In this explainer, we will learn how to find the equation of a plane in different forms, such as intercept and parametric forms.

Consider a plane that does not pass through the origin, is not parallel to any of the axes, and thus intersects the three axes at three points with coordinates , , and . We say that the -, -, and -intercepts of the plane are , , and .

Having the coordinates of three points in the plane, we can easily find two noncollinear vectors included in the plane, for instance, and . A normal vector of the plane is then given by

As is also a normal vector of the plane, we can write a general equation of the form

Substituting in the coordinates of one of three known points included in the plane, we find that .

### Definition: Intercept Equation of a Plane

The intercept equation of a plane with -, -, and -intercepts , , and , respectively, is given by

Let us look at the equation of planes that are parallel to one axis. Consider, for instance, a plane parallel to the -axis that intersects the -axis at and the -axis at . Two vectors included in the plane are, for instance, and , a vector parallel to the -axis. A normal vector of the plane is then given by

If we take, as a normal vector of the plane, , we find the intercept equation to be

It is equivalent to the equation of a line in the plane, plus the fact that the -coordinate can take up any value in .

Consider now a plane that is parallel to two axes, for example, the - and -axes. It intersects the third axis, here the -axis, at a point with coordinates . This plane contains all the points that have as the -coordinate; hence, its equation is simply , which can be written in intercept form as .

Let us now find the intercept equation of a plane with the next example.

### Example 1: Finding the Intercept Equation of a Plane given Its Intercepts

Find the equation of the plane whose -, -, and -intercepts are , 3, and respectively.

### Answer

The intercept equation of a plane with -, -, and -intercepts , , and , respectively, is given by

Here, , , and . Hence, we find that the equation of the plane is

Finally, let us convert a general equation of a plane into an intercept equation in the next example.

### Example 2: Converting a General Equation of a Plane into Intercept Form

Write, in intercept form, the equation of the plane .

### Answer

An intercept equation of a plane is of the form

Adding 16 to each side of the given equation, we find

As we want to have 1 on the right-hand side, we divide both sides by 16, which gives

To find this equation, we could also first find , , and , that is, the -, -, and -intercepts of the plane. We find the -intercept by substituting 0 for and into our equation. We find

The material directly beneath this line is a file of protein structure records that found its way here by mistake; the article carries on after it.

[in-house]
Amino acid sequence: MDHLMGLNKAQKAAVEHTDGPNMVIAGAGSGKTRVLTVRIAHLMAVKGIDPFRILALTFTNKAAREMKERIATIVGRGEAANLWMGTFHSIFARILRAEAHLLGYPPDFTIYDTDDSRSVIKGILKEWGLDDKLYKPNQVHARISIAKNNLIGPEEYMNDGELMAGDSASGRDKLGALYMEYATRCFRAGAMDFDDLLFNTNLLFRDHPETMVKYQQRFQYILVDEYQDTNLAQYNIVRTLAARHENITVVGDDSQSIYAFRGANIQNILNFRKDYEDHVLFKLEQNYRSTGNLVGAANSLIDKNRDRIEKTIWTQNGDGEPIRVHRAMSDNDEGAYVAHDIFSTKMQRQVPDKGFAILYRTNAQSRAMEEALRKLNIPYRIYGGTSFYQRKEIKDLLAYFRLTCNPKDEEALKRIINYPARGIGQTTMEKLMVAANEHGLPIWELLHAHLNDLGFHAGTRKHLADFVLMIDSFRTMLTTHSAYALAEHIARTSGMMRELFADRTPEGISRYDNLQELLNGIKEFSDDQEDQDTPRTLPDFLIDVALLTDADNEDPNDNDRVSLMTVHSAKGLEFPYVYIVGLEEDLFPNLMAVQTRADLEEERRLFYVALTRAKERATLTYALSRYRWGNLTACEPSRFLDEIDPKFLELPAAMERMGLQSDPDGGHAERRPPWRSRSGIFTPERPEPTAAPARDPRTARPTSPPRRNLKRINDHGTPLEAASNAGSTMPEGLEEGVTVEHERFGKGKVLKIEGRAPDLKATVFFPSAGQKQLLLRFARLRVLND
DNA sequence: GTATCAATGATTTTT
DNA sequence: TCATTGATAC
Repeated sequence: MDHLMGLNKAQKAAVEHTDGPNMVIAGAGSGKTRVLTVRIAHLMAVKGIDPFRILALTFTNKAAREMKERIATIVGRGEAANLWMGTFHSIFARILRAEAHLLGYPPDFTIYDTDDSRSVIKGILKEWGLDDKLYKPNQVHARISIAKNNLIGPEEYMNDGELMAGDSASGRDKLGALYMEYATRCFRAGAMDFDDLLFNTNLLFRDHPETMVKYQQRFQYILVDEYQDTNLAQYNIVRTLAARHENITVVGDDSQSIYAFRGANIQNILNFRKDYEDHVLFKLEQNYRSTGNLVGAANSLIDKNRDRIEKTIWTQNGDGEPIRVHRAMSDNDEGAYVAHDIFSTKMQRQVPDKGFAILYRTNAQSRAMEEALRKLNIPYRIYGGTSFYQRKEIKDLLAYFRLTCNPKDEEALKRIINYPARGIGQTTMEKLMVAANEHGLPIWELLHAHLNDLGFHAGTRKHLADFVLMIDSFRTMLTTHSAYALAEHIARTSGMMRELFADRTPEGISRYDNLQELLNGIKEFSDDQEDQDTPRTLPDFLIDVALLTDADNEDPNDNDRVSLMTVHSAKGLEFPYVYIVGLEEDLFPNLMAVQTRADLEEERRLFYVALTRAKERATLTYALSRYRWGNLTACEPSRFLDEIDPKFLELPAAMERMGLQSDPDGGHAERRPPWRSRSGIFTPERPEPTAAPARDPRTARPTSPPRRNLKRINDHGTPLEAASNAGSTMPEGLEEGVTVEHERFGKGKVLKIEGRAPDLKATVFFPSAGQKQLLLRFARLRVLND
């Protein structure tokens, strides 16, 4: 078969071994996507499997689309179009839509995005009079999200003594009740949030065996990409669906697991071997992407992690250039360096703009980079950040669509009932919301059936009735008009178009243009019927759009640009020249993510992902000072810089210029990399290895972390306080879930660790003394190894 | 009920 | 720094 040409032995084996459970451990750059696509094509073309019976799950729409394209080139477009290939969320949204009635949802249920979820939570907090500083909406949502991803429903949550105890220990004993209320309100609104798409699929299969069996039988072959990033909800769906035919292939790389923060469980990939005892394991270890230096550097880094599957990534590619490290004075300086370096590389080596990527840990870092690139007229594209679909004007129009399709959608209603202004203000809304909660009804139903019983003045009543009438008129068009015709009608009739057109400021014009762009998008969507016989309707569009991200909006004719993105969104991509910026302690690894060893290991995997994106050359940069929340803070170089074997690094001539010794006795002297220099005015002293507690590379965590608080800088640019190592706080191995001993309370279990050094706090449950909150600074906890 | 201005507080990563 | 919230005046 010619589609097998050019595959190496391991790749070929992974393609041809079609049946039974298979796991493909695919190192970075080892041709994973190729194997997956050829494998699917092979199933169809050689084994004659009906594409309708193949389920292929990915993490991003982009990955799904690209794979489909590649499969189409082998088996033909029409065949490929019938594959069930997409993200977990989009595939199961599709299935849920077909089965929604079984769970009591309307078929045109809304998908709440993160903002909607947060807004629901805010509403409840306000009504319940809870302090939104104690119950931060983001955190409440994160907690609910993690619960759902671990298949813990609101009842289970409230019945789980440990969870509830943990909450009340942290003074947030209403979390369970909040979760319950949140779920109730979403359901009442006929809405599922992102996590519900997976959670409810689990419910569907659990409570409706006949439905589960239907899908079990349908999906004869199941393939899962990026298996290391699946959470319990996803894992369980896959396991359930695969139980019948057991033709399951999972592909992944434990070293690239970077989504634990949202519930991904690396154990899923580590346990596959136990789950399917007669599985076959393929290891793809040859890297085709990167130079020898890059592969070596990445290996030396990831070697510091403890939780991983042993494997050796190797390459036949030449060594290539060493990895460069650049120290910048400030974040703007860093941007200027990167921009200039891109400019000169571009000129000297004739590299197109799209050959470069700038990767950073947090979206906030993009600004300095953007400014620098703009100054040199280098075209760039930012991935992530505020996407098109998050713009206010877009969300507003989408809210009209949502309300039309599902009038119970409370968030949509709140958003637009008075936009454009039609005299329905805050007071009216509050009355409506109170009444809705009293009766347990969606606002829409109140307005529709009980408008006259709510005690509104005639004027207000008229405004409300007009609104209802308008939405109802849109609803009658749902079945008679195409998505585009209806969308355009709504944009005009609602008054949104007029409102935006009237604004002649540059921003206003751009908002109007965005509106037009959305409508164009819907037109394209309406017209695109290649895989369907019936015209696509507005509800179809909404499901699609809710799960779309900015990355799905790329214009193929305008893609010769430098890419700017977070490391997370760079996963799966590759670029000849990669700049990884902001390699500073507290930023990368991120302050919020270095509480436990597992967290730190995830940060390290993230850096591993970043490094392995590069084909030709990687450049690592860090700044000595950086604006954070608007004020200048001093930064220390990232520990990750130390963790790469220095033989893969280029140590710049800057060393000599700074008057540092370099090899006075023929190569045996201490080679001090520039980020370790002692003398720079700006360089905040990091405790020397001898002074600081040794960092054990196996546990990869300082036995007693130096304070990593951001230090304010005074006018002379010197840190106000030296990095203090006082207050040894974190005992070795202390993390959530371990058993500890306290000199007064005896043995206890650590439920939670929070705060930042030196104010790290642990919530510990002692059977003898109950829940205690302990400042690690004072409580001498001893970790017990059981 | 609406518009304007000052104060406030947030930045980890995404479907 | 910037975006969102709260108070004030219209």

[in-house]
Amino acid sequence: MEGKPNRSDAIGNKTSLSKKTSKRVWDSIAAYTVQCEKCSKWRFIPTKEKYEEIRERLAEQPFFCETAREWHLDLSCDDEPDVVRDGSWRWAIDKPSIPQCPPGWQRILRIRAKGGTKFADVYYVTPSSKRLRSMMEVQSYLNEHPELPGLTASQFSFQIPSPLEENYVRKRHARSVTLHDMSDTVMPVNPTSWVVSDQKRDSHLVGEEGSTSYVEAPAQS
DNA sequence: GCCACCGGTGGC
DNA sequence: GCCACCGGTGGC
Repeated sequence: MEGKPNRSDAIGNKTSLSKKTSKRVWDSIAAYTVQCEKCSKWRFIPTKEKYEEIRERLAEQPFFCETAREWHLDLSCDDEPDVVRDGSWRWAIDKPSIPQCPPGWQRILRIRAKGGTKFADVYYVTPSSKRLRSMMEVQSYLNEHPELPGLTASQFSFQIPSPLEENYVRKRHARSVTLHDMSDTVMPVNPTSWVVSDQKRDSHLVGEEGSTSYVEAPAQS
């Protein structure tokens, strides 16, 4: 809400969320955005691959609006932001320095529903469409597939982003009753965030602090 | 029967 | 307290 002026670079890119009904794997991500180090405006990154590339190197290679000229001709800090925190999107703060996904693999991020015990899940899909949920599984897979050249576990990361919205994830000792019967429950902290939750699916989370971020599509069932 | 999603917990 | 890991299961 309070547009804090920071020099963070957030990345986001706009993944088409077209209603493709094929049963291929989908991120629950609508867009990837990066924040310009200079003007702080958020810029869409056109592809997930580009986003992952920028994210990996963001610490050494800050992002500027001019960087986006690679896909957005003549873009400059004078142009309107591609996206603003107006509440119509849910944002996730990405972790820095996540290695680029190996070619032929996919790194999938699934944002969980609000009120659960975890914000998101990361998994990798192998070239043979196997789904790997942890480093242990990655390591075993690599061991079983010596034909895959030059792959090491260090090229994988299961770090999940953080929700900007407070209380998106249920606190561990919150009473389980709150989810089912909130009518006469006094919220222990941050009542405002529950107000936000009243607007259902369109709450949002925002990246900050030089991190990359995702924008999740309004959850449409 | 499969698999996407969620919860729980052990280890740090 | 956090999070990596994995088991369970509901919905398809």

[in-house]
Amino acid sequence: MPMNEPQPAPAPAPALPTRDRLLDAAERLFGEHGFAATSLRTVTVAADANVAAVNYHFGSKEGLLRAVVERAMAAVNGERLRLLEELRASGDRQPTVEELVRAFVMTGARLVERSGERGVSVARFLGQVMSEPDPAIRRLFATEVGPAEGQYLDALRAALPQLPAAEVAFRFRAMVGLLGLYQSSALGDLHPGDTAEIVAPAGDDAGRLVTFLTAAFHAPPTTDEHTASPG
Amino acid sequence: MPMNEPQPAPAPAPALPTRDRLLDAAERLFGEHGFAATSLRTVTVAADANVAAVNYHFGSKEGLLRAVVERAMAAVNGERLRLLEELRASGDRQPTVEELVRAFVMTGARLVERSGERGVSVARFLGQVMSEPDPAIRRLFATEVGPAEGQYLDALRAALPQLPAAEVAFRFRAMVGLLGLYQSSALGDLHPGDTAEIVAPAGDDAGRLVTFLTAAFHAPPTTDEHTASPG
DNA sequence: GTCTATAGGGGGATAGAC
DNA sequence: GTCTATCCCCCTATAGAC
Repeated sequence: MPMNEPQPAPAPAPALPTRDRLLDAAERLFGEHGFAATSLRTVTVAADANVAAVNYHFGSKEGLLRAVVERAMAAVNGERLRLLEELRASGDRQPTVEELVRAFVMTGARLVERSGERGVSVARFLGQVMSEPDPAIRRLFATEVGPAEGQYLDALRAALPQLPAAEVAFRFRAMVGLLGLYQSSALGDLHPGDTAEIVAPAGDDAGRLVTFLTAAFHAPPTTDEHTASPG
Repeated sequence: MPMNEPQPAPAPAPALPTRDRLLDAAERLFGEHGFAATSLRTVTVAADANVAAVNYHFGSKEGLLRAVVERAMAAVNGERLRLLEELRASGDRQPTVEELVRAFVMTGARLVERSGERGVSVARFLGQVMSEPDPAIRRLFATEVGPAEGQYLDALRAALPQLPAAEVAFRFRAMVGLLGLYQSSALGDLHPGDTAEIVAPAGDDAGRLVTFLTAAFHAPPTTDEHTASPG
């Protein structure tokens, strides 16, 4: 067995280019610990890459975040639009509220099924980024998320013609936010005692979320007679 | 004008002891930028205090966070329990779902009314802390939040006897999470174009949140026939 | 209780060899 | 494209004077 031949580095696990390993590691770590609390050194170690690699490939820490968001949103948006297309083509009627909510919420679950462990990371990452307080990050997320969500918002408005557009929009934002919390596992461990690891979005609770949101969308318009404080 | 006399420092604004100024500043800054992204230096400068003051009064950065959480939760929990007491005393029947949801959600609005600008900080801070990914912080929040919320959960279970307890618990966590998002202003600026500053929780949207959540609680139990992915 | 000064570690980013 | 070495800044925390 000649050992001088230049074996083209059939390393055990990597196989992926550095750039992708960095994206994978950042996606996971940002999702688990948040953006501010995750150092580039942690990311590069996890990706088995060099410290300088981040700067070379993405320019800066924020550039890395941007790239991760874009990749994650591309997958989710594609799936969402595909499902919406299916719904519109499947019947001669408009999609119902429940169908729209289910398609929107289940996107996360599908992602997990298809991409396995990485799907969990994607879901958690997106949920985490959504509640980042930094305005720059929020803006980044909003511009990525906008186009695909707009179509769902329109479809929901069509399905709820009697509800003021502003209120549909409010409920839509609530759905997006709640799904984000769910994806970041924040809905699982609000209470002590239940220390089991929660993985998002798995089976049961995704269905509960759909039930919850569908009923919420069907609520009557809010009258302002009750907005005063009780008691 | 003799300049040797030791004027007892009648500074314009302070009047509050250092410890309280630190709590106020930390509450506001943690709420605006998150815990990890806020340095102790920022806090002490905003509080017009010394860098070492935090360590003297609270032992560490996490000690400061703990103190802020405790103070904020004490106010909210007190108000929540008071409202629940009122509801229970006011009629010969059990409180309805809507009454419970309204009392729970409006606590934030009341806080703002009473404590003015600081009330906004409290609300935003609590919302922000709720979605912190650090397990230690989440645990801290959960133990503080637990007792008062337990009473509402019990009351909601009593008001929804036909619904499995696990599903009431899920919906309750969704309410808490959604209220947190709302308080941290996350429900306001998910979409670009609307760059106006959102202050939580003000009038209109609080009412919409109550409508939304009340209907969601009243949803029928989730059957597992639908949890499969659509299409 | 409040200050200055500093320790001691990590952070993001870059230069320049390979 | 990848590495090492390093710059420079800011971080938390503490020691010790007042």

Hence, . Similarly, we find that and . Substituting these values into the intercept equation, we find

The intercept equation of the plane of general equation is .

Let us now look at another form of equation of a plane, namely, the parametric form.

Any point in the coordinate plane is uniquely defined by its two coordinates. In other words, for any point , its position vector is given by where is the origin of the coordinate system and and are the unit vectors along its two axes. We can write a similar equation with any two noncollinear vectors and in the plane: where and are two real numbers. This means that any vector in the plane can be written as a linear combination of two noncollinear vectors. It follows that two noncollinear vectors allow us to define any point in the plane. We use this property to write parametric equations of a plane in space.

Let us consider a plane in space that contains point and two noncollinear vectors and . For any point in the plane, we have where and are two real numbers.

This gives three equations for the three components of the vector :

By rearranging these equations, we get the parametric equations of a plane.

### Definition: Parametric Equations of a Plane

The parametric equations of a plane in space that contains point and two noncollinear vectors and are a set of three equations of the form where and are two varying real numbers, called the parameters.

By varying the parameters and across , the three equations describe the coordinates of all points in the plane.

Let us look at a first example.

### Example 3: Finding the Parametric Equation of a Plane That Passes through a Given Point and Two Given Vectors

Find, in parametric form, the equation of the plane that passes through the point and the two vectors and .